Evangelicals were taken aback this summer by popular Christian contemporary musician Michael Gungor’s denial of the historicity of several Old Testament narratives. This came just weeks after Jars of Clay’s lead singer, Dan Haseltine, took to Twitter to debate the merits of same-sex marriage. Both situations provoked celebration from the left and consternation from the right.

Why such a fuss over Christian musicians’ theology and ethics?

For better or for worse, evangelicalism’s lack of authority structure and ecclesial identity open the door for campus ministries, parachurch organizations, and singers, writers, and moviemakers to fulfill the role of quasi-theologians. This is why, when celebrities cross the boundaries of their conservative audience, they get an earful from their constituency, who, rightly or wrongly, feel betrayed by the star’s defection.

The left’s response to Gungor and Jars of Clay was to celebrate an artist’s willingness to boldly “ask questions,” to be “authentic,” and to reformulate Christianity in ways that take into consideration our contemporary setting. The conservative response was to decry these artists as defectors from the faith and to write them and their questions off.

My Facebook feed was filled with both responses – those who praised the courage and creativity of Gungor, and those who condemned their unorthodox views. Both attitudes left me unsatisfied. Here’s why.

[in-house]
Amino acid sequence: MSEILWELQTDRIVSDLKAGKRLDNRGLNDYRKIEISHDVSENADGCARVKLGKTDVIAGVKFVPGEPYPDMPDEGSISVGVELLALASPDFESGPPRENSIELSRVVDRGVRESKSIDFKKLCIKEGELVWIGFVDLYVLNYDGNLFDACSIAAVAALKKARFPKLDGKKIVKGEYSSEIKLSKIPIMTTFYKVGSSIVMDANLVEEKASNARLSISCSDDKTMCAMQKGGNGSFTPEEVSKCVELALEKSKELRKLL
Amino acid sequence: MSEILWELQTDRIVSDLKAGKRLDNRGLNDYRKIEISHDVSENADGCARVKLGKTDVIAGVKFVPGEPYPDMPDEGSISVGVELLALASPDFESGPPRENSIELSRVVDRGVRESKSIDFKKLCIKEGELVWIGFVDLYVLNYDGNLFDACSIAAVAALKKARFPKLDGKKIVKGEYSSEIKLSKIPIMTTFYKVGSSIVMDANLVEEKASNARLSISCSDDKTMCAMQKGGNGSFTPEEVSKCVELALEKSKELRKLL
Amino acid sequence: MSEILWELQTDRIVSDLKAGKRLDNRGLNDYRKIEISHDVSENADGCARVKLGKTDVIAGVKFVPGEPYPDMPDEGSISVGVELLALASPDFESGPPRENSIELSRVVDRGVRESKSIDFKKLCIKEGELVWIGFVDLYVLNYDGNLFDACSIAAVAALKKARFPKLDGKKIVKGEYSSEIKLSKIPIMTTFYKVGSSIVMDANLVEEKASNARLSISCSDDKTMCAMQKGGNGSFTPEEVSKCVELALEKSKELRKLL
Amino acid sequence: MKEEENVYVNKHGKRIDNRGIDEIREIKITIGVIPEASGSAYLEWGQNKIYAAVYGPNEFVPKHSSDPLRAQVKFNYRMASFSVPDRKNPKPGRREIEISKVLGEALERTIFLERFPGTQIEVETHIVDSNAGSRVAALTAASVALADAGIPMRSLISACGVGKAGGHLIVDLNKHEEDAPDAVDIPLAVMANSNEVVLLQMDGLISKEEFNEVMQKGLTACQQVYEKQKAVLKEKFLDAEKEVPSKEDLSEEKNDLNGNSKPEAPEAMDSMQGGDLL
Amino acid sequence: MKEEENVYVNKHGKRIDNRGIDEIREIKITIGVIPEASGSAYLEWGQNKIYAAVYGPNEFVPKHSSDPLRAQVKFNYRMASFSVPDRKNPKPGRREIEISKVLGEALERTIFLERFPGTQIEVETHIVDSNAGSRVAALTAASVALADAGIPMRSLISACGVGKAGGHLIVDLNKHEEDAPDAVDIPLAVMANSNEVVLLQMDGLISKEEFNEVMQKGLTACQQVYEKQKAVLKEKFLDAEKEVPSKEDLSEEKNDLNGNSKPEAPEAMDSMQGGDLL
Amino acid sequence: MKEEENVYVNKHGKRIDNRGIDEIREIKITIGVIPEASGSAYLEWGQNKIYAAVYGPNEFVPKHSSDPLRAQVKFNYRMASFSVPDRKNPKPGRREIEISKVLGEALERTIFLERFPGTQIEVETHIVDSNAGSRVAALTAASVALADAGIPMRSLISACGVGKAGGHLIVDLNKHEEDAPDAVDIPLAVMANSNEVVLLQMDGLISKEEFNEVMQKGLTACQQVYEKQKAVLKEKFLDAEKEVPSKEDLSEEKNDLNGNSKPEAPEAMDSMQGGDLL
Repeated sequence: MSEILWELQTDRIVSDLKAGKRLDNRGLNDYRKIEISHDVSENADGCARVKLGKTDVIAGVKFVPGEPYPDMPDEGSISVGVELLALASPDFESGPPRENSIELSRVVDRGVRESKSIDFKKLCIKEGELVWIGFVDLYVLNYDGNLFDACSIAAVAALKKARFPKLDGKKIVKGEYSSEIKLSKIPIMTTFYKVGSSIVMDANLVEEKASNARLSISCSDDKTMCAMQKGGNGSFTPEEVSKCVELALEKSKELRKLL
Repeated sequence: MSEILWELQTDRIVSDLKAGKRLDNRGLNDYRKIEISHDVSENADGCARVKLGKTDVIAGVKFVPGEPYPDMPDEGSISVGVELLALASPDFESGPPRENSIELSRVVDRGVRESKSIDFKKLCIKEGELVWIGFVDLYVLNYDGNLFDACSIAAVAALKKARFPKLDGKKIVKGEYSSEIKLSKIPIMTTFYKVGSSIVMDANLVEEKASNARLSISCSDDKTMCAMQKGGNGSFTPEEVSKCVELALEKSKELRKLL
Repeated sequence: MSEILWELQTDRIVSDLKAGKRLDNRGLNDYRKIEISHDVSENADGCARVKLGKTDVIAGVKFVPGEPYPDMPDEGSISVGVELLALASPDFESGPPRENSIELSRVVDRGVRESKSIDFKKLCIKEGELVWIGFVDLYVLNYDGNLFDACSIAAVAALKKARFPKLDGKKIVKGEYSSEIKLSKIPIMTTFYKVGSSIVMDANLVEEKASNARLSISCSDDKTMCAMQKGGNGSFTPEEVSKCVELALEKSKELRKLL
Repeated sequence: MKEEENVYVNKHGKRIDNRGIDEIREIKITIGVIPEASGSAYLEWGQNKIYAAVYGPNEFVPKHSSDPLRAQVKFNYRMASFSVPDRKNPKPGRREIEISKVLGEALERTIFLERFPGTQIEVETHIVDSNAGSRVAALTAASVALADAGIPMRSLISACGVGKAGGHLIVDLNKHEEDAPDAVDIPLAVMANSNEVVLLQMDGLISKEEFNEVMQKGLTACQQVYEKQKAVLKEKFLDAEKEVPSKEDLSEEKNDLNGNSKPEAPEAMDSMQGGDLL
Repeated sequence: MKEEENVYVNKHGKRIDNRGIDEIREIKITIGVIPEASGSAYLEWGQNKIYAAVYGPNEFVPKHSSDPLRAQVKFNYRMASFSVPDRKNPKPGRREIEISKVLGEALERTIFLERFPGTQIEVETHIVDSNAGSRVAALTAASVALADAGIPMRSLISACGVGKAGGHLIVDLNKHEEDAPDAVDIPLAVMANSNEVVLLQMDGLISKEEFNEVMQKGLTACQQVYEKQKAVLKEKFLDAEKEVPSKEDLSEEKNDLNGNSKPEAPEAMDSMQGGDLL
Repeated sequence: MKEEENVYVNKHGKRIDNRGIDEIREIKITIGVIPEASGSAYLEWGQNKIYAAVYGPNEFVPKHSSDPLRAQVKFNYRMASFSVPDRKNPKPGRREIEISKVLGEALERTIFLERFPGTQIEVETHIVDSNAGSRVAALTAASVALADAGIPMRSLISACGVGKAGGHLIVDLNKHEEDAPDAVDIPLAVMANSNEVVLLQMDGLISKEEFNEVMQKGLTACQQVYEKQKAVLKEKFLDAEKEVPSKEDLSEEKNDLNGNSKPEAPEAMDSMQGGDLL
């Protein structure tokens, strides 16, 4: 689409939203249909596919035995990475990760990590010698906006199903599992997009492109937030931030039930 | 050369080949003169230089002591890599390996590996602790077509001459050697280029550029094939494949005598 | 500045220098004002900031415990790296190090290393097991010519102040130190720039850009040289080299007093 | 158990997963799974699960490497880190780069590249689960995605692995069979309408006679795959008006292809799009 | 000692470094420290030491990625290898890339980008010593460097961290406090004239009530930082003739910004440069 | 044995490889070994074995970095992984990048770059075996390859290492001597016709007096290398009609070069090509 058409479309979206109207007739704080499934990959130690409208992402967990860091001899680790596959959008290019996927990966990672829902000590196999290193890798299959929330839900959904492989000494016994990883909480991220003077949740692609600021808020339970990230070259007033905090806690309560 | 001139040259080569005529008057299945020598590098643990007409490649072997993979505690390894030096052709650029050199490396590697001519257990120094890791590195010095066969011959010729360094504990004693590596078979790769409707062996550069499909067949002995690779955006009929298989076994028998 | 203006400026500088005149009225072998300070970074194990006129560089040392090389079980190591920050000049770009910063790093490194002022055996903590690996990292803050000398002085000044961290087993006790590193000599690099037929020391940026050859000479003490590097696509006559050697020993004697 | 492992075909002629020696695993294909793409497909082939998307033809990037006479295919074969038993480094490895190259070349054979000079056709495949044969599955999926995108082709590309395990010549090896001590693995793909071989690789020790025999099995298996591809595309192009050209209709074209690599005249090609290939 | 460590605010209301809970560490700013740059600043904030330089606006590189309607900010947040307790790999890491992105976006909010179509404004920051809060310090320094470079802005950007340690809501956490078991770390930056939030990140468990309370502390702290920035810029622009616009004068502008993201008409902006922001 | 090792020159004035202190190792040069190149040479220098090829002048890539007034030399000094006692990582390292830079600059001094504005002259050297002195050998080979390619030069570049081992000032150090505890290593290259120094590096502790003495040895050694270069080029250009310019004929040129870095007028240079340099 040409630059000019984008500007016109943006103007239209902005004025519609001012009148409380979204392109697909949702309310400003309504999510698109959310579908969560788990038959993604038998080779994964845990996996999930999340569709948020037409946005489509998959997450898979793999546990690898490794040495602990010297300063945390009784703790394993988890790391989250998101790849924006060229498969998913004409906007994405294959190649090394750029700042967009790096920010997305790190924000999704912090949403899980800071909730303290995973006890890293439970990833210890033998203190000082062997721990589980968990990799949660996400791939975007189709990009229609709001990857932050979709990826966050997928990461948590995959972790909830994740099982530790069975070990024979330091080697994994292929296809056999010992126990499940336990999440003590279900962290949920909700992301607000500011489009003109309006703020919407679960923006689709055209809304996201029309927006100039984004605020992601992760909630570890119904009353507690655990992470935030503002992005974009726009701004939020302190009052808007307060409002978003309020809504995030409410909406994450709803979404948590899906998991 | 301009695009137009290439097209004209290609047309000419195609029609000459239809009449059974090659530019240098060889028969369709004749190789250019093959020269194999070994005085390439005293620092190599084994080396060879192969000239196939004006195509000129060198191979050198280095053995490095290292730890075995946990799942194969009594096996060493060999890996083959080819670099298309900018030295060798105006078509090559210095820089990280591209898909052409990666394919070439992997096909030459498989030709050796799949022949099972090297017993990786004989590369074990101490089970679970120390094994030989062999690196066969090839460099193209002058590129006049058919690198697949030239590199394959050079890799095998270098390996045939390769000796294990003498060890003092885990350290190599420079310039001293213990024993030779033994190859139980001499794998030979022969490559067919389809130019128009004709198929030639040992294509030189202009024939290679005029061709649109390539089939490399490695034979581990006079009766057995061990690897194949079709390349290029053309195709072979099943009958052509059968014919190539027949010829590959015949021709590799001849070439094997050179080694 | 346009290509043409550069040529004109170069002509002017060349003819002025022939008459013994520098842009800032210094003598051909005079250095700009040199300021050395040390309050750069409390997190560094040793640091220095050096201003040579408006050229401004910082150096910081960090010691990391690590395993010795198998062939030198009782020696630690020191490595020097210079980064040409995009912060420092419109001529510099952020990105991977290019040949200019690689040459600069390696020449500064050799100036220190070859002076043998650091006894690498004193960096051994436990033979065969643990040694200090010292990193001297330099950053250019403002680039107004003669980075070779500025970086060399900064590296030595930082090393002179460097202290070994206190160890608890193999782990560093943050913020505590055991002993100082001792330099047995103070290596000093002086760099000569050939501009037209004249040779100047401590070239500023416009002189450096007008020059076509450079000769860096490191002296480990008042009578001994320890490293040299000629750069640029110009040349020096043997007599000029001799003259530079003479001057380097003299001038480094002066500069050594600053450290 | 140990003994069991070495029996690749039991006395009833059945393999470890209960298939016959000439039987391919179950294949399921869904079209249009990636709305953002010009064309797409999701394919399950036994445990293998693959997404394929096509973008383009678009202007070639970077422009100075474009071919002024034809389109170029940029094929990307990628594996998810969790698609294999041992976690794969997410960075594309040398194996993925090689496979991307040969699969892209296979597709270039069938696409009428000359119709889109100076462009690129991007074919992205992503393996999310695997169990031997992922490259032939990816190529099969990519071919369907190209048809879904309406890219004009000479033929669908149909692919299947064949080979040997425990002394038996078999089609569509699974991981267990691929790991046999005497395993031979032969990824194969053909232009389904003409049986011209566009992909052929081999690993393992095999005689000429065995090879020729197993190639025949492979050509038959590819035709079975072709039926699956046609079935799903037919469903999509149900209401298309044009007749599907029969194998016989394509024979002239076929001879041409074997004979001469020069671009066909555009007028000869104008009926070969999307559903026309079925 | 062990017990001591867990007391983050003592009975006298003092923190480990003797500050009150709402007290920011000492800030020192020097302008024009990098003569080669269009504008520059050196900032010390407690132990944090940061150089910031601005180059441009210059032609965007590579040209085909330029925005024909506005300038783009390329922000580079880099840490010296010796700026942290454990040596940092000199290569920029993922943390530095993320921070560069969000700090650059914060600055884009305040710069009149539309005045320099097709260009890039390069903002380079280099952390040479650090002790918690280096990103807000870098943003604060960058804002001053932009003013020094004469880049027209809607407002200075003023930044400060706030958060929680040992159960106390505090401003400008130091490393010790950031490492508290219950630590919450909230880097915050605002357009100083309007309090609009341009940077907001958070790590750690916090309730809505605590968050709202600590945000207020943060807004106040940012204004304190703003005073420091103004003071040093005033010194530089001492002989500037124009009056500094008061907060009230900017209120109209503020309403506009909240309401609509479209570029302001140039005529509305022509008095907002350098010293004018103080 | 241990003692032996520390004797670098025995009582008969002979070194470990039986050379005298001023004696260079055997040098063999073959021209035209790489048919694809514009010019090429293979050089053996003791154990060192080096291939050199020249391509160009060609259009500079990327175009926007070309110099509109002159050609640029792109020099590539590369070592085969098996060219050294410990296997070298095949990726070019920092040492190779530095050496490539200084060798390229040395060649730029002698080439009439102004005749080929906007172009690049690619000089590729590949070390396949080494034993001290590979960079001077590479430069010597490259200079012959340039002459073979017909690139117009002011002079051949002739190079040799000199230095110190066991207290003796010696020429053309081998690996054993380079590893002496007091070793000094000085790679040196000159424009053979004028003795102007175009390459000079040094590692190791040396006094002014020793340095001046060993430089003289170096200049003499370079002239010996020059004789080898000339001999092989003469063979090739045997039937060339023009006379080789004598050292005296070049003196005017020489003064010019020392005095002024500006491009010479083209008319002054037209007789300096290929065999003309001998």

The Celebration of Doubt

The left’s response to Gungor is to breathlessly cheer anyone who “steps out of line” doctrinally as they “explore their faith.” This kind of reaction is frustrating for two reasons.

First, it implies that one must leave the bounds of historic orthodoxy in order to explore their faith. As if it’s courageous for a fish to say, “The ocean is not big enough for me!” and then flop onto the sand. “Exploring our faith” ought to mean we move into the deep end of the pool of orthodoxy, not that we get out altogether and mock the other swimmers. (And how is it the “broadminded” progressive is the one who narrows the number of miracles to believe?)

Secondly, it implies that asking questions is always a good thing. Doubts are exalted and certainty is demonized. Or at least, doubting is courageous and certainty is suspect.

But questions are never just questions. As Mark Galli says, “There is no such thing as a neutral inquiry when it comes to questions about God.”

Galli contrasts two kinds of questions, one that arises out of a “trusting faith” and another that arises out of “a desire to have God prove himself on human terms.” The left’s celebration of doubt fails to deal adequately with the self-justifying tendencies of the human heart:

“Given human nature… we can safely assume that the questions are largely driven by a desire to justify ourselves, to put God in the dock, and to don those judicial robes.”

The problem with celebrating doubt is that all questions are treated the same, as if the motives are always pure and innocent. The truth is, the spirit behind a question can either be faith seeking understanding or unbelief seeking justification. 

Gungor’s remarks were dripping with condescension toward people whose interpretation differs from his, which is why his “questions” provoked a heated response from conservative Christians.